From the New World, to Thomas Cramner, via the A12: the remarkable history of turkey
Words: Mark Riddaway
It says much about the rich, complex history of food that the two key components of our ‘traditional’ Christmas dinner—turkey and potatoes—are both about as British as human sacrifice and sun deities.
Like the now humble spud, the turkey was once hugely exotic—a staple of the Americas, completely unheard of by Europeans until Columbus stumbled upon the New World and found himself confronted by tomatoes, chilli peppers and a domesticated bird with a placid temperament and the body of a steroid-pumped chicken.
In 1521, when Hernán Cortés arrived in Mexico, his conquistadores came into contact with an Aztec society completely in thrall to the turkey—the historian AW Schorger calculated that the emperor Montezuma and his household chomped their way through 365,000 of these big old birds in a single year. For Europeans whose experience of farmed fowl extended little further than chickens (tasty but small) and peacocks (big, beautiful but frankly horrible to eat), the impact was immediate.
A good lunch
The Spaniards, perennial lovers of a good lunch, were soon shipping all sorts of exciting American foodstuffs back to the old country. In October 1511, a royal order was sent to Miguel de Passamonte, chief treasurer of the new Caribbean territories, instructing him to send 10 turkeys to Spain to establish a breeding stock. Europe had a juicy new form of protein to grace its tables.
Quite when the turkey first made it to England is unclear, but probably the mid-1530s. In 1550, William Strickland, who sailed to the Americas with the Venetian explorer Sebastian Cabot, was granted a coat of arms including “a turkey-cock in his pride proper” in celebration of his role in introducing the bird to these shores.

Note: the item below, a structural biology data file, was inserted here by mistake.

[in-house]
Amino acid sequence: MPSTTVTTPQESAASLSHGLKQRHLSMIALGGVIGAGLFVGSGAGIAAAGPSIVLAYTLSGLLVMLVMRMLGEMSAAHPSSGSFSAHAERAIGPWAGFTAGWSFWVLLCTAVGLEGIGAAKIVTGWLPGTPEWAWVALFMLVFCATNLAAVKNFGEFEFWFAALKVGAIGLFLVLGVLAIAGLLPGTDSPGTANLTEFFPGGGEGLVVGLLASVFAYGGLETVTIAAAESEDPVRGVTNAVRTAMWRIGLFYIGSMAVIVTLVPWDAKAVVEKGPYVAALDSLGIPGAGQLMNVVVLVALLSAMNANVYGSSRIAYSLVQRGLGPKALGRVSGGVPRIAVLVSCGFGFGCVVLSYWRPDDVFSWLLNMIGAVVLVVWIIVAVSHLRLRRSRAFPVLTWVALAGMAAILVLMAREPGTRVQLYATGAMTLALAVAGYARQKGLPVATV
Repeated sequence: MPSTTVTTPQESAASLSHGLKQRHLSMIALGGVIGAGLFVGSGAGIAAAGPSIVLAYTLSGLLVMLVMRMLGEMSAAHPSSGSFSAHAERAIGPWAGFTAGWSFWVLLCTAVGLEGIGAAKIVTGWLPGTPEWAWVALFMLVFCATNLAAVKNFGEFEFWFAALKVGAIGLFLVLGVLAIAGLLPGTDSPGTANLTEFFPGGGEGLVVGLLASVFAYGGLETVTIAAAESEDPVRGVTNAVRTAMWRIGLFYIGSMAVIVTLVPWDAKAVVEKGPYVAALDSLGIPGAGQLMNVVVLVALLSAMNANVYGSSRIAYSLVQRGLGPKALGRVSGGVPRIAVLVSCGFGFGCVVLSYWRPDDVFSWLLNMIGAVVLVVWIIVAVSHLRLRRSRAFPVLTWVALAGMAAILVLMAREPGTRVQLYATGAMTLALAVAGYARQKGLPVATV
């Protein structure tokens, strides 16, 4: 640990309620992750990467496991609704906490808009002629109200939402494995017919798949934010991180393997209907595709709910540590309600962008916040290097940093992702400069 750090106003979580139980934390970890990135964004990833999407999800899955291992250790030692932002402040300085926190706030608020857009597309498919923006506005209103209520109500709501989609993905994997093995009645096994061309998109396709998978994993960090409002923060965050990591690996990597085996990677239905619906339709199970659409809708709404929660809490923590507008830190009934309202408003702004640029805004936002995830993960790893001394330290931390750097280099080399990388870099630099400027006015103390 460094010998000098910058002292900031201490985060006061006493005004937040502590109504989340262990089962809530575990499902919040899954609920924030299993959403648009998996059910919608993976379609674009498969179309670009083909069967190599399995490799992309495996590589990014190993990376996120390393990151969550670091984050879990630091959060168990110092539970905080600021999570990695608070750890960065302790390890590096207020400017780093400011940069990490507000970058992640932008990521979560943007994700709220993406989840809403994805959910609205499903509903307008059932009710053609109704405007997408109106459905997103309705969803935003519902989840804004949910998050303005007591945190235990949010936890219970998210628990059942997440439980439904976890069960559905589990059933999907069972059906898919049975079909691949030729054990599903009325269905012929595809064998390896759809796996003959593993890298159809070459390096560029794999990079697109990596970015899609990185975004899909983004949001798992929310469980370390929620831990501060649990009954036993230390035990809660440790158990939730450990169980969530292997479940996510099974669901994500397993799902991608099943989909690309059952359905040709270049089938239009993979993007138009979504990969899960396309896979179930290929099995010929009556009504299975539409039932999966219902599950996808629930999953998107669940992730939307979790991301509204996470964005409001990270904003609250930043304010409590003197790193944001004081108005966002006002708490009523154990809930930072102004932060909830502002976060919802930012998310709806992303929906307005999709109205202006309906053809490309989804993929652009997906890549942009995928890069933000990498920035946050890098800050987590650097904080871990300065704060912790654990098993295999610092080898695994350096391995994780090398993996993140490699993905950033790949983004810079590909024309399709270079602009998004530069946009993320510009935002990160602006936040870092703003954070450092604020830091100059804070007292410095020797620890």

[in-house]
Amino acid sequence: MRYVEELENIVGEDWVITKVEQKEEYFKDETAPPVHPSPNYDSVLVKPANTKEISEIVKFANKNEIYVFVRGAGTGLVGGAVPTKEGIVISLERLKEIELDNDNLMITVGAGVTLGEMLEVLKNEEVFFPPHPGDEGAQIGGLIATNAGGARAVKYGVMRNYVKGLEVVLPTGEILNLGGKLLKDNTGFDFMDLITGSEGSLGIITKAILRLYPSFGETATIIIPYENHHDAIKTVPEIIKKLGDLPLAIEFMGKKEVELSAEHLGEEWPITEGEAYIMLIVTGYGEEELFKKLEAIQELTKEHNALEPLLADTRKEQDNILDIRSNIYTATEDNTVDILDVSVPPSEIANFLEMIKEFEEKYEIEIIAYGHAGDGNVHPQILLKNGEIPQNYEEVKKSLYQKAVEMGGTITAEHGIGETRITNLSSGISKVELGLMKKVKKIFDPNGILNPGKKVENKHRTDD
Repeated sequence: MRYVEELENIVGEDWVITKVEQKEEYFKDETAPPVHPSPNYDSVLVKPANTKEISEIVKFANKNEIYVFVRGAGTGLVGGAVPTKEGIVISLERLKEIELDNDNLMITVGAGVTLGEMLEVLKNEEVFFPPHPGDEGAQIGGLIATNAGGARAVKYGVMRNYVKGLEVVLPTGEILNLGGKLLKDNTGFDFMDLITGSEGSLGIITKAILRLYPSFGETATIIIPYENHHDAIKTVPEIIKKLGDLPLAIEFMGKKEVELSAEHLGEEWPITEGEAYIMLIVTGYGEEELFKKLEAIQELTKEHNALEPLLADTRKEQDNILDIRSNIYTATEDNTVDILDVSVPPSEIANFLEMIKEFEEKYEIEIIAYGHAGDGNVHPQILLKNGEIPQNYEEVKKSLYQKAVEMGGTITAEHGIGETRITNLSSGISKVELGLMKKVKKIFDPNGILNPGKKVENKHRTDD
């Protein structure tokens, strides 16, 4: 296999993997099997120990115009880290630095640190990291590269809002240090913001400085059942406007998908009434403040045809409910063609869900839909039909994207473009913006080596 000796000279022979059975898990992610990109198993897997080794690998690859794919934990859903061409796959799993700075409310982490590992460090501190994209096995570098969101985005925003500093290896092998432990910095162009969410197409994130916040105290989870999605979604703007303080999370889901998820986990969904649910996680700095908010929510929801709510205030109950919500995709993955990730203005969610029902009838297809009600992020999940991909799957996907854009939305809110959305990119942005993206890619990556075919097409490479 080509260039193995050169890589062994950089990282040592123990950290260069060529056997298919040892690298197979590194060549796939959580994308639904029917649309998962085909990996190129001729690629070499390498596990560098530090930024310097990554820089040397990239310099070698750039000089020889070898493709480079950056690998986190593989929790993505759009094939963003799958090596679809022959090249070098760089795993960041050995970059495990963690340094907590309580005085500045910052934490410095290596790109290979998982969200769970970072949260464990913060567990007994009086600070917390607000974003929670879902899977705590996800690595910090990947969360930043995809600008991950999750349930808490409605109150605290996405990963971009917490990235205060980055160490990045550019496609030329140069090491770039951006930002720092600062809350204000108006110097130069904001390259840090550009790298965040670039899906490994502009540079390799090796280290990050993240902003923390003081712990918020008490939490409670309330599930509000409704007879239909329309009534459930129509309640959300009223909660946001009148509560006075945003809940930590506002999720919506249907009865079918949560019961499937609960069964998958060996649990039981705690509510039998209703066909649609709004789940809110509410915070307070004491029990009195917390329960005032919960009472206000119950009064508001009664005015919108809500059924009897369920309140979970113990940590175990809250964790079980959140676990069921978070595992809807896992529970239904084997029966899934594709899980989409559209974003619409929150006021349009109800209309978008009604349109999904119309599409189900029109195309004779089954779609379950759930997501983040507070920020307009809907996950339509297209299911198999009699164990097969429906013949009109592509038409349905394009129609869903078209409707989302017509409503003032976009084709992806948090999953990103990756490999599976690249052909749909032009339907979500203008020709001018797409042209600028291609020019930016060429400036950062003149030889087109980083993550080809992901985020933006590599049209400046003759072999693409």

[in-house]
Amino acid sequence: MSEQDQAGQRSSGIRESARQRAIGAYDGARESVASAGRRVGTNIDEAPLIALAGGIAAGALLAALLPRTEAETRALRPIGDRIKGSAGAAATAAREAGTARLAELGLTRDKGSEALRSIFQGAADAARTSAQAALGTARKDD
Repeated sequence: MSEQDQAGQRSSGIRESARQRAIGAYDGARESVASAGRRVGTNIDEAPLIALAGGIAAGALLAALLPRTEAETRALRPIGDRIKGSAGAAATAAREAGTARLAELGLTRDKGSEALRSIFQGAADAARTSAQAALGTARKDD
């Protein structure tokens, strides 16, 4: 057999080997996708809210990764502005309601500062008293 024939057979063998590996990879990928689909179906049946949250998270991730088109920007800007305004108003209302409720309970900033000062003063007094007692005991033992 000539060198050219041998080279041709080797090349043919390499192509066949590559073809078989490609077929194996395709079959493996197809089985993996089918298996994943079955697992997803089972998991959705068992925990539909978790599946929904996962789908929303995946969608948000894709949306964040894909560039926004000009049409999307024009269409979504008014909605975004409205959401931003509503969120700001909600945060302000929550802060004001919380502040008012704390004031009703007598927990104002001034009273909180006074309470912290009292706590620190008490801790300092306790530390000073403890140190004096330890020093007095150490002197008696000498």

With its impressive scale and exotic aura, the turkey found a place on the menu of Europe’s most opulent feasts—in 1549, Catherine de Medici had 70 of the birds served to her guests at a Paris banquet. It proved an excellent alternative to the once ubiquitous peacock.
The turkey may not have been blessed with dramatic plumage (a peacock would usually be served with its head and feathers stitched back on) but it more than made up for it by actually tasting nice—according to the Spanish writer Gonzalo Fernández de Oviedo y Valdés its flesh was “incomparably better and more tender than that of the peafowls in Spain”.
There was, though, such a thing as too much turkey. In 1541, Archbishop of Canterbury Thomas Cranmer issued an injunction designed to clamp down on priestly gluttony. In a foreshadowing of the ‘in it together’ approach to austerity, Cranmer selflessly limited his own meal allowance, and that of other archbishops, to a meagre six meat courses and four desserts.
The turkey was included in a clause limiting the number of “greater fishes or fowles” that could be served up to a cleric in a single dish: “There should be but one in a dish, as crane, swan, turkeycock, haddock, pike, tench.” Any priest wishing to dine on a duo of turkeys with a side of swan would simply have to pull in his belt.
The dinner table
In England, the turkey’s association with Christmas developed rapidly. Turkeys hatch in late spring and grow to maturity in around seven months, meaning that they’re ready for the dinner table in December.
In Thomas Tusser’s 1573 poem Five Hundred Pointes of Good Husbandrie, which contains instructions for country-living—like Hugh Fearnley-Whittingstall in rhyming couplets—the perfect Christmas fare was said to include: “Beef, mutton, and pork, shred pies of the best / Pig, veal, goose, and capon, and turkey well drest.”